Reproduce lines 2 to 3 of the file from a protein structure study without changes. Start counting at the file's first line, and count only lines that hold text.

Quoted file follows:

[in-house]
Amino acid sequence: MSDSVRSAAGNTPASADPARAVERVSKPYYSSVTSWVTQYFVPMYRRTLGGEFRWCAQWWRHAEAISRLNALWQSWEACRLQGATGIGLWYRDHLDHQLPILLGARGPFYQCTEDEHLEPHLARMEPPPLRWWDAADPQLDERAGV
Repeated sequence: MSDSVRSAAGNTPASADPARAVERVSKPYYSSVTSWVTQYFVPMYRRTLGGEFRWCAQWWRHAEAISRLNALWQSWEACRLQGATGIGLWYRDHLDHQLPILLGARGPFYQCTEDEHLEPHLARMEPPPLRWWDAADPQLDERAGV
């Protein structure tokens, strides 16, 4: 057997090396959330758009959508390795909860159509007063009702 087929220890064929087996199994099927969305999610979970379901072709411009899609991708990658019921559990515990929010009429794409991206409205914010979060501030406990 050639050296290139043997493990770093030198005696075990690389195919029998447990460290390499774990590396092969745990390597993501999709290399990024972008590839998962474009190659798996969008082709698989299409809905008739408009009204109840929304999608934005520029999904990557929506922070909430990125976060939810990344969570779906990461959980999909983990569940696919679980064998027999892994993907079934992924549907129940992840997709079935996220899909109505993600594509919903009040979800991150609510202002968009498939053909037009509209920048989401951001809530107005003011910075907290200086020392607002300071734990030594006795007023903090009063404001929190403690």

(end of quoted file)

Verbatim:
Amino acid sequence: MSDSVRSAAGNTPASADPARAVERVSKPYYSSVTSWVTQYFVPMYRRTLGGEFRWCAQWWRHAEAISRLNALWQSWEACRLQGATGIGLWYRDHLDHQLPILLGARGPFYQCTEDEHLEPHLARMEPPPLRWWDAADPQLDERAGV
Repeated sequence: MSDSVRSAAGNTPASADPARAVERVSKPYYSSVTSWVTQYFVPMYRRTLGGEFRWCAQWWRHAEAISRLNALWQSWEACRLQGATGIGLWYRDHLDHQLPILLGARGPFYQCTEDEHLEPHLARMEPPPLRWWDAADPQLDERAGV